What’s more appealing: the idea of gritting your teeth through a terrible job just so you can quit decades down the line, or the idea of spending your days doing work you love because your financial position allows you to do so?

Financial independence supports your quest to find fulfilling work you believe in, rather than forcing you to wait for the day you get to quit a job you hate.

You get to make the rules

Everything around you that you call life

When you stop working towards retirement and start working towards financial independence, you give yourself so much more opportunity to create a life you enjoy, both now and in the future.

It’s no longer about reaching the same end point that everyone else reaches 30-40 years down the road; it’s suddenly about dreaming up whatever kind of life you want and starting to work towards it.

I would encourage you to Google “financial independence retire early” and just start clicking. You’ll find all kinds of stories about people who have reached financial independence at all different ages and are doing all kinds of interesting things with their lives.

There’s Jim Collins, who has continually used his “F-you money” to chase varied interests, ensuring that his days are always spent doing something he enjoys.

There’s Brandon Sutherland, who figured out how to take advantage of pretty much every loophole in our tax code to quit his job and travel the world with his wife.

And then there’s the infamous Mr. Money Mustache, who reached financial independence at 30 and now spends his days writing, building houses, and teaching advanced math at his son’s school.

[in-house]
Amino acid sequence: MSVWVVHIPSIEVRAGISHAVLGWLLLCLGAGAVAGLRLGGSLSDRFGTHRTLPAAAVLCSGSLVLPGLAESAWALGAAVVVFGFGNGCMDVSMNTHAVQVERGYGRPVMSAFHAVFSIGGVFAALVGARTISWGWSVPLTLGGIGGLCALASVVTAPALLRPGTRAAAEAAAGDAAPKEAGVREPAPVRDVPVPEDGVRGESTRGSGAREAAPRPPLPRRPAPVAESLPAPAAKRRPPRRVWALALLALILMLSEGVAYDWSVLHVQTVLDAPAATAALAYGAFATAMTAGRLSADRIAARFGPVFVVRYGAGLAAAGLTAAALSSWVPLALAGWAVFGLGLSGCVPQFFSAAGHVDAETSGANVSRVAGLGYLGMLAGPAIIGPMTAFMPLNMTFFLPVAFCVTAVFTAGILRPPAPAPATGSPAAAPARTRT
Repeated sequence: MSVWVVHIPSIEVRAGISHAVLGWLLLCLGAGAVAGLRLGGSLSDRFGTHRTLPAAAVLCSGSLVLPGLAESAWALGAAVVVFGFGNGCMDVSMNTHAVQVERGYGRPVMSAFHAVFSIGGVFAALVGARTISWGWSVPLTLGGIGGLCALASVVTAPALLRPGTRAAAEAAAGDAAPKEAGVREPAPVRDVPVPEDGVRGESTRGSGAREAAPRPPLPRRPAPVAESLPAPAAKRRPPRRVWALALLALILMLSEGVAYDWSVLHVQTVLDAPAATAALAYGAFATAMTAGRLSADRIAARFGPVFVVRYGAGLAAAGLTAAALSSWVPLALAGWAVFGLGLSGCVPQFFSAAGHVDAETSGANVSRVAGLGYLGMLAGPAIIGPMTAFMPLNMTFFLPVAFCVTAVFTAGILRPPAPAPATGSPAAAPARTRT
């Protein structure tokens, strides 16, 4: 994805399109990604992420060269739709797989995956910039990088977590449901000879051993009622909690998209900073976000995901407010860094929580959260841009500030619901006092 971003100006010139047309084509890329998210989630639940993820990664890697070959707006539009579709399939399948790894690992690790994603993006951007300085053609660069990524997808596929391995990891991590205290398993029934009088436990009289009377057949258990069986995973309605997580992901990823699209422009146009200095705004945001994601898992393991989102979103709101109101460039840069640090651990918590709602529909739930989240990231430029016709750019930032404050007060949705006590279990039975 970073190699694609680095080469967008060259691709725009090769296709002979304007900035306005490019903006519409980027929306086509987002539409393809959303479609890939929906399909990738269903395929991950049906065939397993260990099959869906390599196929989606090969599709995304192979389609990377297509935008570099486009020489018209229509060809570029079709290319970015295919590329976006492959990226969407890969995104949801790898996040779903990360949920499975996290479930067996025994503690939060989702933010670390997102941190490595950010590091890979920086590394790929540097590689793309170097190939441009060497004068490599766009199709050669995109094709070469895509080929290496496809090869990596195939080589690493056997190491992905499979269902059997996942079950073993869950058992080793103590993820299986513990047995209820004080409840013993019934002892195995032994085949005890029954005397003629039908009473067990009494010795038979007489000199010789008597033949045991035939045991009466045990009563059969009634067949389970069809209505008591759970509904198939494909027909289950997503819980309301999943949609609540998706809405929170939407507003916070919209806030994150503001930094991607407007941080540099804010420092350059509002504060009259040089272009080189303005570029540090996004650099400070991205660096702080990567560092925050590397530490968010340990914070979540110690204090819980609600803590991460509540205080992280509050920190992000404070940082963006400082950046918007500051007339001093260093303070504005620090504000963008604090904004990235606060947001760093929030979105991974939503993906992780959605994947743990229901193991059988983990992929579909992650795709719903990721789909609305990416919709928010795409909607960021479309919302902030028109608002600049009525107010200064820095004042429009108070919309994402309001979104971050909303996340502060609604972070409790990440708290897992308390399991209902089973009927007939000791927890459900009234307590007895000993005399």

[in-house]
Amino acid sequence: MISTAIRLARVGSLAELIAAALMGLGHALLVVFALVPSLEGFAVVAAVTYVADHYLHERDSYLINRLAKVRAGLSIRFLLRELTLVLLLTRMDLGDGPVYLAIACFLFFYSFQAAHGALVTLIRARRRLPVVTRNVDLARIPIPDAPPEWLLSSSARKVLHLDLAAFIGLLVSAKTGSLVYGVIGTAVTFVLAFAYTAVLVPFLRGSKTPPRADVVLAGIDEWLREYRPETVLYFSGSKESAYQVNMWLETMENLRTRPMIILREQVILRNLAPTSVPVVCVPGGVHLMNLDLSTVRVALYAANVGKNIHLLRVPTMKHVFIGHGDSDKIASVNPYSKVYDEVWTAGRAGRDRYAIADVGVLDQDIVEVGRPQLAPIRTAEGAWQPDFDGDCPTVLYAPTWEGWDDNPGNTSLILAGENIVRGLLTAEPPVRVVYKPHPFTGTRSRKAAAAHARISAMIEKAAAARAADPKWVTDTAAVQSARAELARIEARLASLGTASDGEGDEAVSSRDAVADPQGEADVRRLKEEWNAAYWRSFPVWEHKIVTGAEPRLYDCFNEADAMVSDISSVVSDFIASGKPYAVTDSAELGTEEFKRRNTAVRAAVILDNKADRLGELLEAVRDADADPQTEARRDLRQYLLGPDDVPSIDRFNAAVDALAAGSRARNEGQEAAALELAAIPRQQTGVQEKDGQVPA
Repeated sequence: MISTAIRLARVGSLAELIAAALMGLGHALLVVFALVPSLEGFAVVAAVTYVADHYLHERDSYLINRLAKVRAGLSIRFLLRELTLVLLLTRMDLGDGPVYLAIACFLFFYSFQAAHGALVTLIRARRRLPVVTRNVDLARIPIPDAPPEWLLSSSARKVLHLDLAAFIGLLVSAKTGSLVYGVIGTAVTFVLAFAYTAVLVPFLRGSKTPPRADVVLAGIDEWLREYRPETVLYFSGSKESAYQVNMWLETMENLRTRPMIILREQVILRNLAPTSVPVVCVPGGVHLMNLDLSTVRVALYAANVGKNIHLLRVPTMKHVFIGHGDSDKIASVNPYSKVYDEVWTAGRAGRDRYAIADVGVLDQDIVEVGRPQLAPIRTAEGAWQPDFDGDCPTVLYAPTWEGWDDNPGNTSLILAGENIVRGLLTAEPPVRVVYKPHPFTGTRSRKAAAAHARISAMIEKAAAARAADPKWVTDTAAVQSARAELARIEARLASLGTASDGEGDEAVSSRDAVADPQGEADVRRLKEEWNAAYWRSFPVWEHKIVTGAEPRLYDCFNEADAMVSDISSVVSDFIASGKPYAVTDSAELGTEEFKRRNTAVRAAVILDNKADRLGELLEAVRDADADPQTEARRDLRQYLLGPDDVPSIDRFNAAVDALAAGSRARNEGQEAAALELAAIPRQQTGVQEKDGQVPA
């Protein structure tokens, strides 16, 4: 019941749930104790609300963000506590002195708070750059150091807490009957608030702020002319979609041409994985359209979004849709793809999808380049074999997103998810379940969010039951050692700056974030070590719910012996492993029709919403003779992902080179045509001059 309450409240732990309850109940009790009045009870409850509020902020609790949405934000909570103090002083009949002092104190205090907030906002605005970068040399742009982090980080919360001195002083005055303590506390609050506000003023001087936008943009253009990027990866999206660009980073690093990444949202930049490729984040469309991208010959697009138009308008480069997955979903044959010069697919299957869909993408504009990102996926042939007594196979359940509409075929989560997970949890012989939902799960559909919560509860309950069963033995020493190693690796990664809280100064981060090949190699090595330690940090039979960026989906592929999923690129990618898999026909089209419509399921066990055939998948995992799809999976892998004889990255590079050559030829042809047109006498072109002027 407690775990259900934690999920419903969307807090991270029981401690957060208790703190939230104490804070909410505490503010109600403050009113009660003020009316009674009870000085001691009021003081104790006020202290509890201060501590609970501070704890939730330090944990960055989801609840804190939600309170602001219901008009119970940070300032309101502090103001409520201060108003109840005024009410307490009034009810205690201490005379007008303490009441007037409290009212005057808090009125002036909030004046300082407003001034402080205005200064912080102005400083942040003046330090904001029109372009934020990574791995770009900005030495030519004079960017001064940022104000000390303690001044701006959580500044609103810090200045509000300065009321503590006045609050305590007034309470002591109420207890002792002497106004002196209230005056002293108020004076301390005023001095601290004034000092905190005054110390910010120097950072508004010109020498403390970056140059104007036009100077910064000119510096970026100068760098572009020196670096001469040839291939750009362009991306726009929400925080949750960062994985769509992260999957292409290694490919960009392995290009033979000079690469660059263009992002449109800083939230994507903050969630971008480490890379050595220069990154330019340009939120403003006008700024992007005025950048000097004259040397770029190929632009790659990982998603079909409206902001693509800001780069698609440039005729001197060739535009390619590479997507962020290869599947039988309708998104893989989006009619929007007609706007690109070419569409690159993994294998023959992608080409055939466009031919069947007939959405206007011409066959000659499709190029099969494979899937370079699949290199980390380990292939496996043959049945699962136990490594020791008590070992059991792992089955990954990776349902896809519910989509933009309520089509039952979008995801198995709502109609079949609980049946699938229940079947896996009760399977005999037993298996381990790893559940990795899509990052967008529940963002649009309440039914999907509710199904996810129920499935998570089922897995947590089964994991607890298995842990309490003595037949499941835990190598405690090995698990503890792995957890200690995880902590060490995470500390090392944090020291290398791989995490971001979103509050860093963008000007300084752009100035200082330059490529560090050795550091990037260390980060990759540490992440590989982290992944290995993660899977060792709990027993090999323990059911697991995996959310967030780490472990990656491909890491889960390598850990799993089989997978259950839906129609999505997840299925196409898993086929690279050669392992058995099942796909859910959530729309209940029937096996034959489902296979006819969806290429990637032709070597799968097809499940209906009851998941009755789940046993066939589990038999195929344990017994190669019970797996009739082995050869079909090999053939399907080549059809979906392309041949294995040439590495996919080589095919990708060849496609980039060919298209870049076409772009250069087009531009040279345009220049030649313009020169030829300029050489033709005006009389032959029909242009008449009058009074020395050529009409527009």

And there are much simpler examples from the lives of my clients. I’ve worked with people who decided to start a yoga studio, stay home with their kids, and go back to school. All of those choices required giving up income and having the savings in place to make up the difference. They required a degree of financial independence far before traditional retirement age.

The point is this: you have OPTIONS. There are no rules. You get to decide what you want out of life.

The rest is simply a matter of using the financial opportunities available to you to make that life a reality.

How would you start living your life if you no longer depended on your next paycheck?

Take a minute to think about that question right above. Or take a few minutes, or an hour or more if you would like.

Your answer to that question is the key to your financial success.

You don’t have to wait until you’re old and gray to start living a life you enjoy. You can use your money to buy your freedom a whole lot sooner than that if you want.

All it takes is a little change in mindset.

Start building a better financial future with the resource I wish I had when I was starting my family. It’s free!

1 Comment... Read it below or add one of your own
  • Jonathan October 29, 2018

    I’m glad you mentioned that “The end goal of financial independence is to eventually have enough money that you never need to work again. Not that you will definitely stop working (see below), but you have the option to stop if you so choose.” Many people, especially people from the FIRE crowd assume that once you’re retired you just stop working. Doing this for 1-2 years will show most people that they miss working. Now getting to a point where you have the CHOICE to stop working or to take a break whenever you feel like it is a totally different thing.

    It’s hard to realize you have options when the bills are piling up but the options are always there. Having some savings (or a nest egg) to fall upon when things aren’t going your way will give you the freedom of mine needed to pursue what you really want to do. Everyone should have a nest egg that could last for at least 12-18 months. This should be enough to test out the waters in a new field or start an online business.